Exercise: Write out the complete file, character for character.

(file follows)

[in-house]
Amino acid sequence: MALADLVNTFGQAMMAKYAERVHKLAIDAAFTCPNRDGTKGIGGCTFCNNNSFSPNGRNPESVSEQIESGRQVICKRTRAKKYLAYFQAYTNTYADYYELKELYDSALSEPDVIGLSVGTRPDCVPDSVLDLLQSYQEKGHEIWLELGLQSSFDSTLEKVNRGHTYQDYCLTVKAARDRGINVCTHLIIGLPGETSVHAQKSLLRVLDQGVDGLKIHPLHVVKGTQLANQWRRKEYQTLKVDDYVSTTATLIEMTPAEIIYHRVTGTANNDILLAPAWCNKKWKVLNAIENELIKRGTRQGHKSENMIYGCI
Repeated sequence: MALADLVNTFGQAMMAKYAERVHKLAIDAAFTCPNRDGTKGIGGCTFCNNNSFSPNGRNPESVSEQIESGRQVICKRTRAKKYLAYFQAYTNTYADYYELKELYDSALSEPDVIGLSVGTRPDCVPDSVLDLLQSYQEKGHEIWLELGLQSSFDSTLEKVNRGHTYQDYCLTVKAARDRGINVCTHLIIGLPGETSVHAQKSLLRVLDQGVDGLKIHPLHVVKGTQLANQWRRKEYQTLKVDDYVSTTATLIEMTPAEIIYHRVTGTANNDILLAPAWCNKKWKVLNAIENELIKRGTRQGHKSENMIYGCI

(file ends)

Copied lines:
[in-house]
Amino acid sequence: MALADLVNTFGQAMMAKYAERVHKLAIDAAFTCPNRDGTKGIGGCTFCNNNSFSPNGRNPESVSEQIESGRQVICKRTRAKKYLAYFQAYTNTYADYYELKELYDSALSEPDVIGLSVGTRPDCVPDSVLDLLQSYQEKGHEIWLELGLQSSFDSTLEKVNRGHTYQDYCLTVKAARDRGINVCTHLIIGLPGETSVHAQKSLLRVLDQGVDGLKIHPLHVVKGTQLANQWRRKEYQTLKVDDYVSTTATLIEMTPAEIIYHRVTGTANNDILLAPAWCNKKWKVLNAIENELIKRGTRQGHKSENMIYGCI
Repeated sequence: MALADLVNTFGQAMMAKYAERVHKLAIDAAFTCPNRDGTKGIGGCTFCNNNSFSPNGRNPESVSEQIESGRQVICKRTRAKKYLAYFQAYTNTYADYYELKELYDSALSEPDVIGLSVGTRPDCVPDSVLDLLQSYQEKGHEIWLELGLQSSFDSTLEKVNRGHTYQDYCLTVKAARDRGINVCTHLIIGLPGETSVHAQKSLLRVLDQGVDGLKIHPLHVVKGTQLANQWRRKEYQTLKVDDYVSTTATLIEMTPAEIIYHRVTGTANNDILLAPAWCNKKWKVLNAIENELIKRGTRQGHKSENMIYGCI